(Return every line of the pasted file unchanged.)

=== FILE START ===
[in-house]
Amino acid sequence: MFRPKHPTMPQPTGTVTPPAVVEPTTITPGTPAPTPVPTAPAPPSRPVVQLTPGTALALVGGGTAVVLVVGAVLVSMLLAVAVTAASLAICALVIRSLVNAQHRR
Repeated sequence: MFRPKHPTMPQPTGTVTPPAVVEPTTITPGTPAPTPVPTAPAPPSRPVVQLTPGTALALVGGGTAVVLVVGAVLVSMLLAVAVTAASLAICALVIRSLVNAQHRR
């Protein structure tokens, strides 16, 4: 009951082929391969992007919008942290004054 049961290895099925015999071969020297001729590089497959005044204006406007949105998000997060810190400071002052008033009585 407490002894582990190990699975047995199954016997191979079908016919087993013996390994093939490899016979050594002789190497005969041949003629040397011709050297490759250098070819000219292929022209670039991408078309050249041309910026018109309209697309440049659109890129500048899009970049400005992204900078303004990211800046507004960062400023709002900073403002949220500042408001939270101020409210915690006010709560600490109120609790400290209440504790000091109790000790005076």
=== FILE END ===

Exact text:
[in-house]
Amino acid sequence: MFRPKHPTMPQPTGTVTPPAVVEPTTITPGTPAPTPVPTAPAPPSRPVVQLTPGTALALVGGGTAVVLVVGAVLVSMLLAVAVTAASLAICALVIRSLVNAQHRR
Repeated sequence: MFRPKHPTMPQPTGTVTPPAVVEPTTITPGTPAPTPVPTAPAPPSRPVVQLTPGTALALVGGGTAVVLVVGAVLVSMLLAVAVTAASLAICALVIRSLVNAQHRR
């Protein structure tokens, strides 16, 4: 009951082929391969992007919008942290004054 049961290895099925015999071969020297001729590089497959005044204006406007949105998000997060810190400071002052008033009585 407490002894582990190990699975047995199954016997191979079908016919087993013996390994093939490899016979050594002789190497005969041949003629040397011709050297490759250098070819000219292929022209670039991408078309050249041309910026018109309209697309440049659109890129500048899009970049400005992204900078303004990211800046507004960062400023709002900073403002949220500042408001939270101020409210915690006010709560600490109120609790400290209440504790000091109790000790005076």